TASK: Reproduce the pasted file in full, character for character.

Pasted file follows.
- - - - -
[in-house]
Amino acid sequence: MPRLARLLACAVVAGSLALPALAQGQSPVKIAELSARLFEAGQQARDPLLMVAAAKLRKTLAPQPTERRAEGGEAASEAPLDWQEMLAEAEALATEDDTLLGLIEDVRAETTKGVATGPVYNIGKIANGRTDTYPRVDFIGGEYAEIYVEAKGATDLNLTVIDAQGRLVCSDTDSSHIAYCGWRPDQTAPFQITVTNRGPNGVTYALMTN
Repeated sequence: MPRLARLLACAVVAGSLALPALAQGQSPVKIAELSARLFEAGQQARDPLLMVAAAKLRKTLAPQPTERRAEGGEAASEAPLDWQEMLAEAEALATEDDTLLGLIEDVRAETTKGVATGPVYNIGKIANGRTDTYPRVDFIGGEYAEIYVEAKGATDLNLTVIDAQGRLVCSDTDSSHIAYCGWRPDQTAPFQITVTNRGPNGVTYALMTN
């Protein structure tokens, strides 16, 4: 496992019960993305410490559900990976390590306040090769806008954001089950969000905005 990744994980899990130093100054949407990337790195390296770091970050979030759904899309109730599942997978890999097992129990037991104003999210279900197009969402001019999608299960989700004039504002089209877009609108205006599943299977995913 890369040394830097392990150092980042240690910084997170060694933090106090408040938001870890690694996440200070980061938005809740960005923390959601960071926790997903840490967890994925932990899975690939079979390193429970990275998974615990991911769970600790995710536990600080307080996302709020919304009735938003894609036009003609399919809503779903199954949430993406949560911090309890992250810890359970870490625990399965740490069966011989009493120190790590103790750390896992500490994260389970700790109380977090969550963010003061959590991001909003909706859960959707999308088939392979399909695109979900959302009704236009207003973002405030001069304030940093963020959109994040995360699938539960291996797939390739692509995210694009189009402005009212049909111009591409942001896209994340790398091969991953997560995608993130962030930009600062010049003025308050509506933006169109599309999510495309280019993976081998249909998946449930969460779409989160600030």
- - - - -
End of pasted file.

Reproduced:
[in-house]
Amino acid sequence: MPRLARLLACAVVAGSLALPALAQGQSPVKIAELSARLFEAGQQARDPLLMVAAAKLRKTLAPQPTERRAEGGEAASEAPLDWQEMLAEAEALATEDDTLLGLIEDVRAETTKGVATGPVYNIGKIANGRTDTYPRVDFIGGEYAEIYVEAKGATDLNLTVIDAQGRLVCSDTDSSHIAYCGWRPDQTAPFQITVTNRGPNGVTYALMTN
Repeated sequence: MPRLARLLACAVVAGSLALPALAQGQSPVKIAELSARLFEAGQQARDPLLMVAAAKLRKTLAPQPTERRAEGGEAASEAPLDWQEMLAEAEALATEDDTLLGLIEDVRAETTKGVATGPVYNIGKIANGRTDTYPRVDFIGGEYAEIYVEAKGATDLNLTVIDAQGRLVCSDTDSSHIAYCGWRPDQTAPFQITVTNRGPNGVTYALMTN
């Protein structure tokens, strides 16, 4: 496992019960993305410490559900990976390590306040090769806008954001089950969000905005 990744994980899990130093100054949407990337790195390296770091970050979030759904899309109730599942997978890999097992129990037991104003999210279900197009969402001019999608299960989700004039504002089209877009609108205006599943299977995913 890369040394830097392990150092980042240690910084997170060694933090106090408040938001870890690694996440200070980061938005809740960005923390959601960071926790997903840490967890994925932990899975690939079979390193429970990275998974615990991911769970600790995710536990600080307080996302709020919304009735938003894609036009003609399919809503779903199954949430993406949560911090309890992250810890359970870490625990399965740490069966011989009493120190790590103790750390896992500490994260389970700790109380977090969550963010003061959590991001909003909706859960959707999308088939392979399909695109979900959302009704236009207003973002405030001069304030940093963020959109994040995360699938539960291996797939390739692509995210694009189009402005009212049909111009591409942001896209994340790398091969991953997560995608993130962030930009600062010049003025308050509506933006169109599309999510495309280019993976081998249909998946449930969460779409989160600030």